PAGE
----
May 13, 2012

Indian place names = mascots

Stephen Bridenstine connects Indian places names and Indian mascots in his Drawing on Indians blog:

Lenawee, Tecumseh, Indians: Drawing Three Deep in MichiganAmericans have always been obsessed with giving things Indian names. At least twenty-one states draw their names from Indian origins and the list of counties, cities, and towns that do likewise goes on forever.

I believe that this process of Indian place-naming ties into broader issues of myth-making and identity in American history. From the earliest days of our young Republic, Americans have used the Indian as a proxy to authenticate their claim to this landscape and define themselves as Americans. Indian place names inherently bring with them all the popular notions and qualities of "Indianness"--the same qualities we want in ourselves and our land.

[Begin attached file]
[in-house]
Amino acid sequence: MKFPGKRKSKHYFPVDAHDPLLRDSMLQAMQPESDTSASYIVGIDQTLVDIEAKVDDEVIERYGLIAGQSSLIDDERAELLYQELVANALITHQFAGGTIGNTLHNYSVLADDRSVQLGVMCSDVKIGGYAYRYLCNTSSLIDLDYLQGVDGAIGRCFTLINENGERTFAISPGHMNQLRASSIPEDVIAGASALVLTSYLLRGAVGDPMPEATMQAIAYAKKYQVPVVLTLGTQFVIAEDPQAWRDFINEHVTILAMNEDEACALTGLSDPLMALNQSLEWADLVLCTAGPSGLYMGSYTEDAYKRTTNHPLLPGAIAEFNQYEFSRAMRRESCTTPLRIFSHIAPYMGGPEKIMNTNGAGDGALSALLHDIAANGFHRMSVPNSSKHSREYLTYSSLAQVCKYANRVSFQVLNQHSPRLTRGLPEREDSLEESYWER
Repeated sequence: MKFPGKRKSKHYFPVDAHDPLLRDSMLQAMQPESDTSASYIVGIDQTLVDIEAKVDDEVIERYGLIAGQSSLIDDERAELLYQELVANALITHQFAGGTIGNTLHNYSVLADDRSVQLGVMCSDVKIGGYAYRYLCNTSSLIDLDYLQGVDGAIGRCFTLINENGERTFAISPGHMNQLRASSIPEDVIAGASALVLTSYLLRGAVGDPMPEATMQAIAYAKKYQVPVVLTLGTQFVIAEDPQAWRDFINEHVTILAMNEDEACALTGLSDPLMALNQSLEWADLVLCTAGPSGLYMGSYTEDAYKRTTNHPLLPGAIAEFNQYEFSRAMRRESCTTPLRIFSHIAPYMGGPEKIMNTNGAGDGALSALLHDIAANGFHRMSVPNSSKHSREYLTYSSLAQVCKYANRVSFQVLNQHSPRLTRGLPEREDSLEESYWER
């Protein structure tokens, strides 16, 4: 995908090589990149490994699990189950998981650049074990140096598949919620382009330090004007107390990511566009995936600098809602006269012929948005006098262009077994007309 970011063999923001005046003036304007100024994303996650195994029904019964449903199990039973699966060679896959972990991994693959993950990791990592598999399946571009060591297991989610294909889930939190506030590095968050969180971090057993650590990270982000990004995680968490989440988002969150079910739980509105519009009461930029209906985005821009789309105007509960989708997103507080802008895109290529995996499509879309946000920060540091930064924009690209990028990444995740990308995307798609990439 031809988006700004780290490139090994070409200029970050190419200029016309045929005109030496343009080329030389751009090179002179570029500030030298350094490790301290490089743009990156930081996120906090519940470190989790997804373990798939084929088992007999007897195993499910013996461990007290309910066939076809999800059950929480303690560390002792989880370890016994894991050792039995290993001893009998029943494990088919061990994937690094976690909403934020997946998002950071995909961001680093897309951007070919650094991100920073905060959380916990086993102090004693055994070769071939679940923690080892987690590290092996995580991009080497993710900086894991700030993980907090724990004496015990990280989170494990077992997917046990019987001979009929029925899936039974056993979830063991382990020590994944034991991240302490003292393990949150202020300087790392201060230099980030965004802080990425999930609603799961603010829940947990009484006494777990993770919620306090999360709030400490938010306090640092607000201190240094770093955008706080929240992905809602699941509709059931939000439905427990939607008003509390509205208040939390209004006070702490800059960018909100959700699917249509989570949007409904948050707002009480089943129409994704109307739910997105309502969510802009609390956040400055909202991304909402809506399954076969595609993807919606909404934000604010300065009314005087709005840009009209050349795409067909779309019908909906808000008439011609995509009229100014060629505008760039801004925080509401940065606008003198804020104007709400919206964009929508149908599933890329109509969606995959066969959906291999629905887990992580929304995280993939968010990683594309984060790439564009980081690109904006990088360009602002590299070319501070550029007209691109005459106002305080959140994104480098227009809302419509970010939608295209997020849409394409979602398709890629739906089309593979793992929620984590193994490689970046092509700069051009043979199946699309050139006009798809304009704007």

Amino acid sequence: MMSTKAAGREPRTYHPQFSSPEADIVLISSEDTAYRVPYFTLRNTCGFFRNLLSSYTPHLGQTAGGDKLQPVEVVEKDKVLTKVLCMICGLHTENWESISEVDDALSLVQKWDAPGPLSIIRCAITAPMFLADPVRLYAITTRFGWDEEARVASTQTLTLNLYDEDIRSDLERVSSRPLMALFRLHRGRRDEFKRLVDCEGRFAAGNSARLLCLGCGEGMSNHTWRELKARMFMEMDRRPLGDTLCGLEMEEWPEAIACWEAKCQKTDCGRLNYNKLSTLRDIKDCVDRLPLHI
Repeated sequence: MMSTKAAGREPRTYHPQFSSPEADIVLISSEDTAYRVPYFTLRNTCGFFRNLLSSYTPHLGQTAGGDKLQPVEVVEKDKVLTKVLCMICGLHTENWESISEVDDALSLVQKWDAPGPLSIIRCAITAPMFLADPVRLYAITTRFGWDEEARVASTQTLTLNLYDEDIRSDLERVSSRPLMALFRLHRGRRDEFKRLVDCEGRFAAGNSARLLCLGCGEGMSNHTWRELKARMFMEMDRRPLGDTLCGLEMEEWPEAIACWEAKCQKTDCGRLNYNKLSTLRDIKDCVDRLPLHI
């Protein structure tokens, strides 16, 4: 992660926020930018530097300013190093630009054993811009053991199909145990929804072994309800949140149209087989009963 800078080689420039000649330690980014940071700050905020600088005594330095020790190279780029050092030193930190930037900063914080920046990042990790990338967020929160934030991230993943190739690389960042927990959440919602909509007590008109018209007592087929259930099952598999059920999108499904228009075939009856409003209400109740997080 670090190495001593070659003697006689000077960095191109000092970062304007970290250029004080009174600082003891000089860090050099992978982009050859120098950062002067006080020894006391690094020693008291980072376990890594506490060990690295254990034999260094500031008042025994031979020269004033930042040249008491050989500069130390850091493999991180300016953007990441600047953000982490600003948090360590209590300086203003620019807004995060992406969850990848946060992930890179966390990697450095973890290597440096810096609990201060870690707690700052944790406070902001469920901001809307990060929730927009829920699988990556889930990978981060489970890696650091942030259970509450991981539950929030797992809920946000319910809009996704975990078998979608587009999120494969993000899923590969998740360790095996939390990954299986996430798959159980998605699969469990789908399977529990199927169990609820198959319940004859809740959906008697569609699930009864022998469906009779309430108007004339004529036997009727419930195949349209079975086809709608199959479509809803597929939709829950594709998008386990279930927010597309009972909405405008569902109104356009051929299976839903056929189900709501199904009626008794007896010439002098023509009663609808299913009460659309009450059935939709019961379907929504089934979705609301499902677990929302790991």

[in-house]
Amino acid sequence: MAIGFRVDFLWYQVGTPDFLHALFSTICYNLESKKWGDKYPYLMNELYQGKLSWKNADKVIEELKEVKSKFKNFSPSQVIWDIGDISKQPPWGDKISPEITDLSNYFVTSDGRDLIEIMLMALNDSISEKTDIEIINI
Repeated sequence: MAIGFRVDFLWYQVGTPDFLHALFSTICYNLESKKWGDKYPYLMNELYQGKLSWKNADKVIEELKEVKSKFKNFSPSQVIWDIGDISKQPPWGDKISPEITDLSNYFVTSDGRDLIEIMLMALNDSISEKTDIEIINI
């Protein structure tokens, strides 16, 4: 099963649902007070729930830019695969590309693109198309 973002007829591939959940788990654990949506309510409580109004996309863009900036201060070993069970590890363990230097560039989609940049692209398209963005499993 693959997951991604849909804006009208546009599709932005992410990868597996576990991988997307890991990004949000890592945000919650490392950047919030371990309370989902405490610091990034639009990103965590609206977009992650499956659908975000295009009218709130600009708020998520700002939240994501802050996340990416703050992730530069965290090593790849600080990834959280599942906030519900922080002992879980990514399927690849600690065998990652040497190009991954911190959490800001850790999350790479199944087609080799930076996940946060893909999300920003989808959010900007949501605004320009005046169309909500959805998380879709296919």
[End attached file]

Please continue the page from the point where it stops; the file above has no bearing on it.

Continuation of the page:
The same is true with mascots. People choose Indian mascots not because they are "honoring Native Americans" but rather to invoke that very essence of Indianness (or at least one version of it). That means strength, honor, pride, and a "savage" nature perfectly suited for the football field. The problem with these mascots is that they perpetuate one-dimensional stereotypes and undermine the ability of American Indian Nations to portray accurate and respectful images of their culture, spirituality, and traditions.
Comment:  For more on the subject, see Mythical Indian = "National Mascot" and Americans = Wandering Strangers.

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